Through the Looking Glass Children's Book Reviews

George Washington Carver: Ingenious Inventor

George Washington Carver: Ingenious Inventor

Nathan Olson
Illustrator:  Keith Tucker 
Nonfiction Graphic Novel  Series
For ages 7 to 10
Capstone Press, 2006   ISBN: 978-0736854849

George Washington Carver was born into slavery and when he was just a baby, during the third year of the Civil War, his mother was kidnapped by bushwackers. After that George and his brother James were raised by Moses and Susan Carver who were kind to the boys and did their best for them. They supported George’s decision to go off and get an education and when he was twelve he left home.

George was lucky enough to meet other people who wanted to see this bright boy get on in life and with their help he eventually got his high school diploma. He applied and got into college in Kansas but when he arrived he was told that he could not attend because he was black.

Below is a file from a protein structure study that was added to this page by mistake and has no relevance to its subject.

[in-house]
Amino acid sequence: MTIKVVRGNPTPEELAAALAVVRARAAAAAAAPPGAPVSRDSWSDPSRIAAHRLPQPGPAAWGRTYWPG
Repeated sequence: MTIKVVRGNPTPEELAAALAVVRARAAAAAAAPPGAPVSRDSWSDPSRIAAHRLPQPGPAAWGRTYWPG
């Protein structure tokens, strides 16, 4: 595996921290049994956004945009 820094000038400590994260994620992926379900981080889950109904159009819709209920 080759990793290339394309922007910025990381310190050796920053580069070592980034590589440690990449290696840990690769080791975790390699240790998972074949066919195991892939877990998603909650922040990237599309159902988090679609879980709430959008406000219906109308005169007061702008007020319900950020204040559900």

Later, in Iowa, George met another couple who saw how clever George was. With their encouragement he went to college and though he could not mingle with the white students freely, he at least was able to get an education. He clearly had an aptitude for horticultural studies and when Brooker T. Washington came to his college to speak, George Washington Carver heard him. Later he moved to Alabama to work in Booker T. Washington’s Tuskegee Institute. It was here that George did his famous research on peanuts and where he showed the world that a black man could be a first rate scientist.

This book, with its graphic novel format, provides readers with a perfect introduction to the life and work of George Washington Carver. Well written and carefully presented, this is one of the excellent titles in the “Graphic Library” series.